You’re Running for the Senate

You’re running for the Senate
so I have to saw down pine trees
for telegraph poles to carry
the news to the deepest slums
in the state. Wi-Fi and cell phones
won’t do because you’re running
on the Village Blacksmith platform.

If you’re elected, the whang!
of hammer on hot iron will rouse
every citizen daily at dawn—
a work-rhythm potent enough
to incite the whole economy.
I chainsaw a few large pines
and drag them to the millpond
in which they sink without a ripple.
Too rotten to float, I conclude.

Meanwhile you’re down with migraine.
Stars blacken your dim bedroom.
A wet compress drapes your eyes
against the insults of the cosmos.
I try to report the sinking
of the telegraph poles as well
as your sinking in opinion polls
but you’re unable to hear me—
the pain too parti-colored
and political theory too pale
to register in your swollen brain.

No point in cutting more trees.
The forges have gone cold forever
and the Senate doesn’t want you—
gray old politicians so warped
by greed they can’t accept from you
an agony they could have embraced
without cutting down a single tree
to fulfill an imagined need.

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William Doreski teaches at Keene State College in New Hampshire. His most recent books of poetry are City of Palms and June Snow Dance, both 2012. He has published three critical studies, including Robert Lowell’s Shifting Colors.  His essays, poetry, fiction, and reviews have appeared in many journals, including Massachusetts Review, Atlanta Review, Notre Dame Review, The Alembic, New England Quarterly, Worcester Review, Harvard Review, Modern Philology, Antioch Review, and  Natural Bridge.

Lunch Special

    How quickly the old sadness comes back.
You strewn on a chair eating lunch
      alone, fat meatball parm
   slagged in front of you, book & notebook

   replaced by a phone. One other
couple in the restaurant, fanny-packed tourists
      pestering the waitress
   about biking the Brooklyn Bridge, No,

   but, what we mean is, Can we bike in this city
without a helmet? Nothing stirring
      but a vague desire
   to pluck one of Citibank’s new blue rental bikes

   off the mechanized rack outside
and ride the Bridge yourself, looking for some
      healing transport, some
   speed back to a wider, lighter selfhood,

   no cynicism about the Citibike
program, no regarding the rack an intrusion
      into “your” neighborhood,
   no judging the tourists stupid, needing to have

   their unhelmeted heads bashed in
by the bikes, but believing only in the blue
      slicing through
   the sunlit crowds congregating in the sky,

   a soloist’s note separating
the rest, launching ahead stupidly
      unprotected, capable
   of such huge, stupid questions

   that return it, in the end, to this table
unfed, stumped in solitude, so why bother?
      You are already there,
   here. And in truth you didn’t think

   of biking across the Bridge,
only added that thought as you set yourself
      to thinking seriously
   about your sadness. Every time

   the waitress comes to ask,
Are you okay, your face is full of parm,
      stuffed goon, and you think
   she must be a bored god just fucking with you

   on a random afternoon, Beckett himself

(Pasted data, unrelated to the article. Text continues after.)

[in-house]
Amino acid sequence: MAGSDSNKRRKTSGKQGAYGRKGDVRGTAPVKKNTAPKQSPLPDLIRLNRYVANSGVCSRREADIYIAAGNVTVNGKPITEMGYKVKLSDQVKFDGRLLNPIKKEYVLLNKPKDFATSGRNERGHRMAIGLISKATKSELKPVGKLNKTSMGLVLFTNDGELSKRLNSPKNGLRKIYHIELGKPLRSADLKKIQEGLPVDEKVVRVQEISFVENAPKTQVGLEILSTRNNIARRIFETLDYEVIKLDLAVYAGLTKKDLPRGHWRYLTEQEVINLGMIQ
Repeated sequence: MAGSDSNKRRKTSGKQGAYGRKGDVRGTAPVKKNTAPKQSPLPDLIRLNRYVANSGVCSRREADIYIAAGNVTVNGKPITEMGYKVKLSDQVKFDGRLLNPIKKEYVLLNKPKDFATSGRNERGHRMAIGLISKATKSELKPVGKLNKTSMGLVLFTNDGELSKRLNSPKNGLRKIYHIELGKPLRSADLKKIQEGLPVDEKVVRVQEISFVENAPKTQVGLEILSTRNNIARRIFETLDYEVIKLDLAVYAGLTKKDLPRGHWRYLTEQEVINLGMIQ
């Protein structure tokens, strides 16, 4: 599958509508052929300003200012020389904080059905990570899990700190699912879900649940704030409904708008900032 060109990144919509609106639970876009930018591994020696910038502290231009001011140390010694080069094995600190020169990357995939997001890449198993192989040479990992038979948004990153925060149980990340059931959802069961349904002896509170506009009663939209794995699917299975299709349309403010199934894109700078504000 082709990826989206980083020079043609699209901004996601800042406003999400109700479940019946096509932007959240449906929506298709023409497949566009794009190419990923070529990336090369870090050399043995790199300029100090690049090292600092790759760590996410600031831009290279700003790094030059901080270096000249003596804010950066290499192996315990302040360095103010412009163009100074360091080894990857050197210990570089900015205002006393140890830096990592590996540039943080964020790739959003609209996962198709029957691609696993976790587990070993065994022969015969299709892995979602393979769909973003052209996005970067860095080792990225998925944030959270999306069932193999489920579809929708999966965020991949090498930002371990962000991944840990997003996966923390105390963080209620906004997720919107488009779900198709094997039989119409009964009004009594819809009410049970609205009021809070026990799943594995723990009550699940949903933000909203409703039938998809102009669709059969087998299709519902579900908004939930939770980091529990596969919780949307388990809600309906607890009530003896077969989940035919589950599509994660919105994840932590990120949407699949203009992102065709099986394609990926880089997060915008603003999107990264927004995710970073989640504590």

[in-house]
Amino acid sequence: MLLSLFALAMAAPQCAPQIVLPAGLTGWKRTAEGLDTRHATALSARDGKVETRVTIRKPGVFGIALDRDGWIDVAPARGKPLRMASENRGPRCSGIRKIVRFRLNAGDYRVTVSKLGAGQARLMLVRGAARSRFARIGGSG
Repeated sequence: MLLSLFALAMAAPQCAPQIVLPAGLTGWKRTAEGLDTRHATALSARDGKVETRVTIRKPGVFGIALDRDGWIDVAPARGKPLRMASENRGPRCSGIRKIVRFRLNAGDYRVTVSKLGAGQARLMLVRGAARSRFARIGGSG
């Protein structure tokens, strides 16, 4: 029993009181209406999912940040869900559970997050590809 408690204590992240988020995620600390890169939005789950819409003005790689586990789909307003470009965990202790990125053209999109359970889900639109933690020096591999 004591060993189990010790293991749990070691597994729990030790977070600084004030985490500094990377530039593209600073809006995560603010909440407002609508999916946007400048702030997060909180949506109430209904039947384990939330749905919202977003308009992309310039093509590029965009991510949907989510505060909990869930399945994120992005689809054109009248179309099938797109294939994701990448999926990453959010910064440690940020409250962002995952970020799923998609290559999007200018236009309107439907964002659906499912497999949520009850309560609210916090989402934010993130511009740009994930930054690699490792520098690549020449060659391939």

couldn’t script her timing any better,
      the whole room evacuated
   of even the tourists now, just you,

   your sandwich and your phone
and the waitress materializing from the wings
      to iron you over
   in spotlight, just as soon withdrawing

   as you nod, trying to eke out
a yes, the chorus of chairs around you
      silent, the windows,
   the bikes, the city. Your face is full of pain

   you chew and swallow so genteelly
in napkined-over bites, steering helmeted
   down this familiar
   back alley, gripping the handlebars

   of sandwich and phone, none
the wiser, all too imperious, thinking somehow
      you can get away
   with this, clenching and squinting.

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Jason Koo is Founder and Executive Director of Brooklyn Poets. He is the author of America’s Favorite Poem (C&R Press, forthcoming 2014) and Man on Extremely Small Island (C&R Press, 2009), winner of the De Novo Poetry Prize and the Asian American Writers’ Workshop Members’ Choice Award for the best Asian American book of 2009. He earned his BA in English from Yale, his MFA in creative writing from the University of Houston and his PhD in English and creative writing from the University of Missouri-Columbia. The winner of fellowships from the National Endowment for the Arts, the Vermont Studio Center and the New York State Writers Institute, he has published his poetry and prose in numerous journals, including The Yale Review, North American Review and The Missouri Review. Formerly director of the graduate program in English at Lehman College of the City University of New York, he is an Assistant Professor of English at Quinnipiac University and lives in Brooklyn.

House | Hold 15.0

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Nate Liederbach is a PhD candidate at the University of Utah and Managing Editor of Western Humanities Review. Recent and forthcoming work can be found in The Collagist, Denver Quarterly, LA ReviewPhantom Drift, and Third Coast.

House | Hold 32.4

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Nate Liederbach is a PhD candidate at the University of Utah and Managing Editor of Western Humanities Review. Recent and forthcoming work can be found in The Collagist, Denver Quarterly, LA ReviewPhantom Drift, and Third Coast.